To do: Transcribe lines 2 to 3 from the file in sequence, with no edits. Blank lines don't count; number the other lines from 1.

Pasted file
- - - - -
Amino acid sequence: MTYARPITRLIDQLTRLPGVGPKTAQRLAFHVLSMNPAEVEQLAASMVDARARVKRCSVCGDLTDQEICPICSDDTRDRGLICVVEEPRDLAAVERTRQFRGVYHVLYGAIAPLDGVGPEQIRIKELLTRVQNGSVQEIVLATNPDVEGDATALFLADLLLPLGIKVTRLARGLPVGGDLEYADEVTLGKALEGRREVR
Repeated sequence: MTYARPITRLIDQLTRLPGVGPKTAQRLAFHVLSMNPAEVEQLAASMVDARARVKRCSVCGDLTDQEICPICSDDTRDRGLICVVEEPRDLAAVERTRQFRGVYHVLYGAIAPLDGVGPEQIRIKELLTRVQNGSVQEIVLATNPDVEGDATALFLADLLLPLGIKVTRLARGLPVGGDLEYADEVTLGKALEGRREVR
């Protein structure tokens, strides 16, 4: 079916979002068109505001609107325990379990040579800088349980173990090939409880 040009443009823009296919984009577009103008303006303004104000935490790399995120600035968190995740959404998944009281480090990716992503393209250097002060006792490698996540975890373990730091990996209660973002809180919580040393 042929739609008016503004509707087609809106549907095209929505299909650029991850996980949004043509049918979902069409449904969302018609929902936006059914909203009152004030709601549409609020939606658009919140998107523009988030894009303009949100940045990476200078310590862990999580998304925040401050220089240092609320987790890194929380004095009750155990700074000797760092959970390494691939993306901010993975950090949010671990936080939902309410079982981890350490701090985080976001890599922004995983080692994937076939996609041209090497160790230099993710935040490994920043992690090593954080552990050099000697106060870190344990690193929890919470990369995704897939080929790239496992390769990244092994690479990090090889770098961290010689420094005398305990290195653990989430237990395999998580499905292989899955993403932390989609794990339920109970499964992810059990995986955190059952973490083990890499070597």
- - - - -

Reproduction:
Repeated sequence: MTYARPITRLIDQLTRLPGVGPKTAQRLAFHVLSMNPAEVEQLAASMVDARARVKRCSVCGDLTDQEICPICSDDTRDRGLICVVEEPRDLAAVERTRQFRGVYHVLYGAIAPLDGVGPEQIRIKELLTRVQNGSVQEIVLATNPDVEGDATALFLADLLLPLGIKVTRLARGLPVGGDLEYADEVTLGKALEGRREVR
């Protein structure tokens, strides 16, 4: 079916979002068109505001609107325990379990040579800088349980173990090939409880 040009443009823009296919984009577009103008303006303004104000935490790399995120600035968190995740959404998944009281480090990716992503393209250097002060006792490698996540975890373990730091990996209660973002809180919580040393 042929739609008016503004509707087609809106549907095209929505299909650029991850996980949004043509049918979902069409449904969302018609929902936006059914909203009152004030709601549409609020939606658009919140998107523009988030894009303009949100940045990476200078310590862990999580998304925040401050220089240092609320987790890194929380004095009750155990700074000797760092959970390494691939993306901010993975950090949010671990936080939902309410079982981890350490701090985080976001890599922004995983080692994937076939996609041209090497160790230099993710935040490994920043992690090593954080552990050099000697106060870190344990690193929890919470990369995704897939080929790239496992390769990244092994690479990090090889770098961290010689420094005398305990290195653990989430237990395999998580499905292989899955993403932390989609794990339920109970499964992810059990995986955190059952973490083990890499070597």